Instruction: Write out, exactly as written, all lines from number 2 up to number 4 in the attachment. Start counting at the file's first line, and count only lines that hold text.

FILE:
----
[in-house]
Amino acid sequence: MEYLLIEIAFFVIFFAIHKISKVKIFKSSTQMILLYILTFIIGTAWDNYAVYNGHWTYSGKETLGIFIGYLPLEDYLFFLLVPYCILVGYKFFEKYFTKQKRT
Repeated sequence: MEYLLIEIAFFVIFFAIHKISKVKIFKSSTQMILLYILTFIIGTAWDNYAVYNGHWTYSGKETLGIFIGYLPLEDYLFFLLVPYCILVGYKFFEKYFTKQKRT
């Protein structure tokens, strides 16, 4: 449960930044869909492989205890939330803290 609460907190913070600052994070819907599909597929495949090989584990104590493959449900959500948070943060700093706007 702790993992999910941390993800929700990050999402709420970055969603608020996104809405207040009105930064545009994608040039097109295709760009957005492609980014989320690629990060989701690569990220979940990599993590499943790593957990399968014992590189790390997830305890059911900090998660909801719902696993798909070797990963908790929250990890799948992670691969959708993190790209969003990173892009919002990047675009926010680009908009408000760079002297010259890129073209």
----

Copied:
Amino acid sequence: MEYLLIEIAFFVIFFAIHKISKVKIFKSSTQMILLYILTFIIGTAWDNYAVYNGHWTYSGKETLGIFIGYLPLEDYLFFLLVPYCILVGYKFFEKYFTKQKRT
Repeated sequence: MEYLLIEIAFFVIFFAIHKISKVKIFKSSTQMILLYILTFIIGTAWDNYAVYNGHWTYSGKETLGIFIGYLPLEDYLFFLLVPYCILVGYKFFEKYFTKQKRT
């Protein structure tokens, strides 16, 4: 449960930044869909492989205890939330803290 609460907190913070600052994070819907599909597929495949090989584990104590493959449900959500948070943060700093706007 702790993992999910941390993800929700990050999402709420970055969603608020996104809405207040009105930064545009994608040039097109295709760009957005492609980014989320690629990060989701690569990220979940990599993590499943790593957990399968014992590189790390997830305890059911900090998660909801719902696993798909070797990963908790929250990890799948992670691969959708993190790209969003990173892009919002990047675009926010680009908009408000760079002297010259890129073209």